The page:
Vegan Mole Amazingfood

Twice so far, I have cooked Chili Sin Carne Al Mole from Vegan With a Vengeance.  This stuff is amazing.  AMAZING.  It is so incredibly delicious.  It has bits of chewy seitan, hearty beans (I used black instead of pinto as the recipe called for), sweet tomatoes, spicy jalapeño, and, of course, cocoa powder.

Vegan Mole Ingredients

It took me - no exaggeration - about an hour and a half to chop, measure, and divide this all up.

I first ate mole – real, delicious, sweet, spicy, mole in 2006 when I was living in southern Mexico.  I had a variety of Yucatecan mole, poured over chicken (I was eating meat temporarily at the time, to get the full culinary experience of Southern Mexico) and rice.  It was amazingly good.  I loved just eating spoonfuls of the mole sauce – the actual chicken I could take or leave.  My host mother at the time, explained to me how to make mole, and she made it seem really complicated.  (Though, maybe everything was a bit complicated for me in Mexico – I was learning a new culture and a new language all at once.)

This mole, though, isn’t bad.  I am, admittedly, the slowest cutter, chopper, or measurer around.  Sometimes, I just get distracted in the middle of chopping and leave the kitchen for a while.  But really, I am just very deliberate.  If the recipe calls for a “quarter inch dice” (or something along those lines – is a “quarter inch dice” even a thing?) you better believe that my dice is going to be pretty close to one quarter inch.  I read the recipe 3 times, measure twice, and add to the food mixture once.  (That was supposed to be a play on the “measure twice, cut once” saying that goes with wood work…)

So, despite the fact that it took me an eon and a half to prepare the ingredients, that’s all my fault, and not the fault of the ingredients or the recipe.  Up there in the picture, I have everything divided out so that I could just dump it in the pot when it was time.  First, I have the red peppers and jalapeño, next I have the onions.  After that I added the spices from the small blue dish.  Next came the seitan and garlic.  (I, as always, am lazy and use garlic-in-a-jar).  Finally came the  tomatoes and cocoa.  I ended with the vegetable broth and the beans.  After just simmering for a while (and letting it sit so that the flavors meld) I had an amazingly delicious vat of mole sauce filled with seitan, beans, and some vegetables.

Chili Sin Carne Al Mole

A delicious bowl of chili sin carne al mole.

I wish you could smell through the computer screen – this stuff smells amazing, tastes wonderful, and is pretty healthy, too.  (It calls for 1/3 cup of oil, I think, but I reduced it to 1/4.  I probably could have done with even less.)

Close-up of Chili Sin Carne al Mole

Close-up of hearty deliciousness.

I usually post small photos on here, but this deserved a full-sized viewing.  You can see chewy chunks of seitan, hearty black beans, onions, red peppers, jalapeño peppers, chunks of tomato, and a sweet brownish-red broth of veggie stock, tomato, spices, and cocoa.

I just ate a bowl of this stuff, and already my mouth is watering looking at this picture.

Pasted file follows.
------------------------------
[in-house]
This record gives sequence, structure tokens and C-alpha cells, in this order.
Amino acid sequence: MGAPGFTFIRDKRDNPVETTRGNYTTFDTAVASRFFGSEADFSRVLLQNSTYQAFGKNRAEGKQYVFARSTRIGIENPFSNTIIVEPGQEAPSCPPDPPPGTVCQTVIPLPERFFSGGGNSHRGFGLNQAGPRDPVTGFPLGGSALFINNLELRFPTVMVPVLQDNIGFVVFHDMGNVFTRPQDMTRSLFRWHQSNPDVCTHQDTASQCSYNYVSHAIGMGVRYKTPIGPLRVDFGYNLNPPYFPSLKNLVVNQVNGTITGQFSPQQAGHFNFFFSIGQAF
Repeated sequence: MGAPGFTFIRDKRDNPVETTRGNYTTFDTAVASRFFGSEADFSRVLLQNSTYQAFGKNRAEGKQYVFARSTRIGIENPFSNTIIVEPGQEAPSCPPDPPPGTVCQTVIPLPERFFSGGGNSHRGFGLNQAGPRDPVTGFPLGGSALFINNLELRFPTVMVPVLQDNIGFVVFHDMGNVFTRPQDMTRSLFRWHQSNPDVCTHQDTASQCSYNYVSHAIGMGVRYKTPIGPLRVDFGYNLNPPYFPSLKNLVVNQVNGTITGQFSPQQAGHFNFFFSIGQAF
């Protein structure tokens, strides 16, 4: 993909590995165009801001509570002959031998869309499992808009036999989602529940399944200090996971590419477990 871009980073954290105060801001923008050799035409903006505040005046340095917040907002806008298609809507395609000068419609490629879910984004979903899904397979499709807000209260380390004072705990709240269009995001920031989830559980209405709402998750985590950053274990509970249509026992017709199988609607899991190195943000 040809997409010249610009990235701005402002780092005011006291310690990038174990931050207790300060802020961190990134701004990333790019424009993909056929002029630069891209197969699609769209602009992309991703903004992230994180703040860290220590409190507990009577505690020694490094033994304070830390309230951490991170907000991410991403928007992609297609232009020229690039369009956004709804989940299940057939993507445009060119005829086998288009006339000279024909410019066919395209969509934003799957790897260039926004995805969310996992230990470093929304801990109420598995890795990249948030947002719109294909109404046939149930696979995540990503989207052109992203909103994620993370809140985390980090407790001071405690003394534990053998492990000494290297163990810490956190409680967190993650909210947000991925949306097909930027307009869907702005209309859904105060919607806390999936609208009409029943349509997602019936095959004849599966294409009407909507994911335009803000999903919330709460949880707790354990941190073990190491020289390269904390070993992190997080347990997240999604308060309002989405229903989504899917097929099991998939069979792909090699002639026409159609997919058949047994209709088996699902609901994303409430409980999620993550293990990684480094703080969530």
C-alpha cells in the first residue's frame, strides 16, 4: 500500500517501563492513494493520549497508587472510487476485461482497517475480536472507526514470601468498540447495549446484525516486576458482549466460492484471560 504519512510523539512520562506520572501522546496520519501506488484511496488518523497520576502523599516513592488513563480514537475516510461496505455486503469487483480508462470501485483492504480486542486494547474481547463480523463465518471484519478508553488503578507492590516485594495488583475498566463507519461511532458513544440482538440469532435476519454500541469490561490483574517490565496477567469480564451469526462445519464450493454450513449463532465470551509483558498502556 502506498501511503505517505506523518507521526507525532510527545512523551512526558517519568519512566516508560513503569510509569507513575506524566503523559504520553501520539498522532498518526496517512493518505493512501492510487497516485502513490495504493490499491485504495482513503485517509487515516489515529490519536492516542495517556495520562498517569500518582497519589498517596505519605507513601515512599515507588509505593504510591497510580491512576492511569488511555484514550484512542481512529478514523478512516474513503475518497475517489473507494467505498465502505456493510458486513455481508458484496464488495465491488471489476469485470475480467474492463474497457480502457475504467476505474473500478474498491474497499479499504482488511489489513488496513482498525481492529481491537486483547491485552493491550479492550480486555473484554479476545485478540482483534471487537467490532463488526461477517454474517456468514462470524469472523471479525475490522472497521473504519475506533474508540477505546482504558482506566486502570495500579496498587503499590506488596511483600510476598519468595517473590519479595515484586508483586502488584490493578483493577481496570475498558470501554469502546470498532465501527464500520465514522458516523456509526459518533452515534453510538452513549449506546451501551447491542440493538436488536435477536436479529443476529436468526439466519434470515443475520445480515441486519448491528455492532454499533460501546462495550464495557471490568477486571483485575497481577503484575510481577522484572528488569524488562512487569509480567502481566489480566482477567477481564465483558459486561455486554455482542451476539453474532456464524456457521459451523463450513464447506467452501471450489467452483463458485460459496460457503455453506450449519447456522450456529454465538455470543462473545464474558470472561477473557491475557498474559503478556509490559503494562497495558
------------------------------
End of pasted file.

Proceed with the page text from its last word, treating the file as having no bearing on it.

Fall = Pumpkin?

Here in the desert, we are just barely starting to get a hint of fall.  While the daytime still frequently hits temperatures in the 90s, the nights have been cooling down to the 60s.  The cooler nights allow us to shut the doors and windows all day, and keep the cool early-morning air in the house, thus avoiding the air conditioning.

I know that in normal climates, it has been fall for quite some time already.  And, with fall comes pumpkins.  I have started doing pumpkin-themed activities with my first grade students, and decided to expand the pumpkin theme to my cooking.  Last week Isa posted a recipe for a chocolate pumpkin loaf over at The Post Punk Kitchen.  The pictures looked wonderfully delicious, but I don’t have a loaf pan in which to cook the chocolately, pumpkiny loaf of deliciousness.  Luckily, she also added a note to the recipe giving cooking times for muffins.  So muffins I made.  In addition to the chocolate chips, I added some chopped up pecans to my batter (about 1/4 cup, I think).  I totally plan on making these muffins again, and this time I might decrease the sugar a bit, decrease the chocolate chips a little bit, and increase the nuts to 1/2 cup.

Chocolate Pumpkin Muffins

Chocolate pumpkin muffins, cooling in the muffin tin.

I ate two of the muffins the day I made them, put three more in a tupperware in the refrigerator, and shared one with my roommate.  The rest, I wrapped in plastic wrap and stuck in the freezer.  I have been bringing them to work and eating them as a snack in the afternoon when the students are gone.  These chocolate pumpkin muffins have regularly been the best part of my day, this week.  And it hasn’t even been a particularly bad week.  The muffins are just that good!

Chocolate Pumpkin Muffin

Close-up of a chocolate pumpkin muffin, in all its chocolately, pumpkiny glory.

I ended up having some pumpkin left over after I made the chocolate pumpkin muffins.  I was nearly out of granola, so I decided to make pumpkin granola with the leftover pumpkin mush.  I originally was planning on using my normal recipe, and just adding the pumpkin in place of the apple sauce (which I use as a substitute for oil).  But then I decided to look around on the internet for a recipe specifically for pumpkin granola.  I decided I should use a different recipe, since the pumpkin granola recipes call for different spices than regular granola.  I settled on this recipe from The Pastry Affair, partially because I had all the ingredients, partially because the website had such pretty pictures, and partially because it just sounded really good!